You can take several steps to lower your risk for cancer, including smoking cessation, limiting alcohol and eating a healthy diet. But for some cancers, vaccines are the best prevention.

Human papillomavirus (HPV) causes cervical, anal, penile, mouth, throat and other cancers, but many people are unaware of this link. HPV is among the most common sexually transmitted infections, and most people acquire one or more types soon after they become sexually active.

The Gardasil 9 vaccine protects against nine types of HPV that cause cancer or genital warts. Studies show that HPV vaccines are safe and effective, and they lower infection rates and prevent precancerous cell changes and invasive cancer.

The Centers for Disease Control and Prevention recommends HPV vaccination for boys and girls at age 11 or 12, with catch-up vaccines for those up to age 26. The vaccine is approved for people up to age 45, but it doesn’t work as well for individuals who have already been exposed to more types of HPV. People ages 27 to 45 can talk with their health care provider about whether vaccination still makes sense for them.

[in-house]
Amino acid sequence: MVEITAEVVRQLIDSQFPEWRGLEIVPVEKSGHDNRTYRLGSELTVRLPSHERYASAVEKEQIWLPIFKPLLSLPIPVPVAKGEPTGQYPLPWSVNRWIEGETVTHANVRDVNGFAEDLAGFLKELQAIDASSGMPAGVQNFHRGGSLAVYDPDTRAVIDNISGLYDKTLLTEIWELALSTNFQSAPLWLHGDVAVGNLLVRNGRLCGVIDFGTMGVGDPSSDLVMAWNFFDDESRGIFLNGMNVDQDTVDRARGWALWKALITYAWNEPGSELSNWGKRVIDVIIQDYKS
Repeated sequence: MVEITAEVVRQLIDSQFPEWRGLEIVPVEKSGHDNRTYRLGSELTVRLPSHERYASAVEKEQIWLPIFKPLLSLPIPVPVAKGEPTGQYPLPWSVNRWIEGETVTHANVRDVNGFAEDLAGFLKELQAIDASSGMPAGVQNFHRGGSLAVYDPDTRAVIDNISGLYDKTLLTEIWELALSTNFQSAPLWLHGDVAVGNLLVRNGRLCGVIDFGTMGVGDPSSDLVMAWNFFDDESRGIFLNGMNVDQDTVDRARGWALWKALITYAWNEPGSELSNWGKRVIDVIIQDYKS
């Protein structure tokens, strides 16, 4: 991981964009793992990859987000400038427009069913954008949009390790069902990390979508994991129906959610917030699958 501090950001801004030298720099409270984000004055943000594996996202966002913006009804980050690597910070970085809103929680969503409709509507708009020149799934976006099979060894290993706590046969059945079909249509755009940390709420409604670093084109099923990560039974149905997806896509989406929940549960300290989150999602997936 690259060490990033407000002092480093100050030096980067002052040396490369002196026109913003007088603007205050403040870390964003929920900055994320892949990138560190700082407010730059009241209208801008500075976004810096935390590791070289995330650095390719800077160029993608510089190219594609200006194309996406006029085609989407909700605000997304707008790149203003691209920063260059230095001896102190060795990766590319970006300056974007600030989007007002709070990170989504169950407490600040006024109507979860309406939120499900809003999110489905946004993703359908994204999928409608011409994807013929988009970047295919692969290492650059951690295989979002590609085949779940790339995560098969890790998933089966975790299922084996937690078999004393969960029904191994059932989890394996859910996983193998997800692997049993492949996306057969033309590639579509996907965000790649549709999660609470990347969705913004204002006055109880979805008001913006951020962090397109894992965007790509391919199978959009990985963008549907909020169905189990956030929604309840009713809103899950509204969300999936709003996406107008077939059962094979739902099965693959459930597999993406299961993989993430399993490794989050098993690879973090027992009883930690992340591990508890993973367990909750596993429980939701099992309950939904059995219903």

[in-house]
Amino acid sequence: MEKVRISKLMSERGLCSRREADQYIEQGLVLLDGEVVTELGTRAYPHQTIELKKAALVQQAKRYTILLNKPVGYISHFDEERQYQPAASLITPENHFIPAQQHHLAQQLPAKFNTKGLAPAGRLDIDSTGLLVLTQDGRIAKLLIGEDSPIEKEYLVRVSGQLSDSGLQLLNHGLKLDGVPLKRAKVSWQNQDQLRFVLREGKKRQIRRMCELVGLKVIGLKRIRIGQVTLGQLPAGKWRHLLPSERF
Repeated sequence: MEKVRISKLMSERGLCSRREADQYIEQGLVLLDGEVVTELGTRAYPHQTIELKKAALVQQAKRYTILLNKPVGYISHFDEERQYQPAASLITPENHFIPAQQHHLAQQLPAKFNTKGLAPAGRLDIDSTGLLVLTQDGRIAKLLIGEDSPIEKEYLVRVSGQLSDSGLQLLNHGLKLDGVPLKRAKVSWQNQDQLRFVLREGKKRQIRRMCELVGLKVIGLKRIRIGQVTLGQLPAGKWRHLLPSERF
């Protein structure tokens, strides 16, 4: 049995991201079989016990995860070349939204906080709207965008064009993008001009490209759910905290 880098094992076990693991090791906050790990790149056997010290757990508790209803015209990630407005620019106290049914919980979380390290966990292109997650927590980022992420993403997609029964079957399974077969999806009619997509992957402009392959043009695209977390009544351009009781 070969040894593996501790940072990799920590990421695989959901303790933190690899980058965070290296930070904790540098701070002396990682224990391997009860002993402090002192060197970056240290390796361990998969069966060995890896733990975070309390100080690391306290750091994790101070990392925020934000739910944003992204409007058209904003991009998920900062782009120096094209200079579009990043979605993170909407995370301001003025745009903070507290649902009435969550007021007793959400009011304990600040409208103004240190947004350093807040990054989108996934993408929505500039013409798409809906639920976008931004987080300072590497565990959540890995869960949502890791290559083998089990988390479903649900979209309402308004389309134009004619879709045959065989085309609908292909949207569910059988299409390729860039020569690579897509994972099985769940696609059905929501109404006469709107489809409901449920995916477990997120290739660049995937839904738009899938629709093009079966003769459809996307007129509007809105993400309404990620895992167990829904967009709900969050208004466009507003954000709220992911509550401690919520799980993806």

There is also an effective vaccine to prevent acquisition of hepatitis B virus (HBV). Over years or decades, chronic HBV infection can lead to serious liver complications, including cirrhosis and liver cancer.

The HBV vaccine is included in the routine immunization schedule for infants, with the first dose given soon after birth. Children, adolescents and teens should receive the vaccine if they were not vaccinated as babies. The CDC now recommends that all adults ages 19 to 59 should be vaccinated against hepatitis B, not only those considered to be at higher risk.

Hepatitis C virus (HCV) can also cause cirrhosis and liver cancer. There is currently no HCV vaccine, but well-tolerated antiviral medications can cure hepatitis C in just eight to 12 weeks.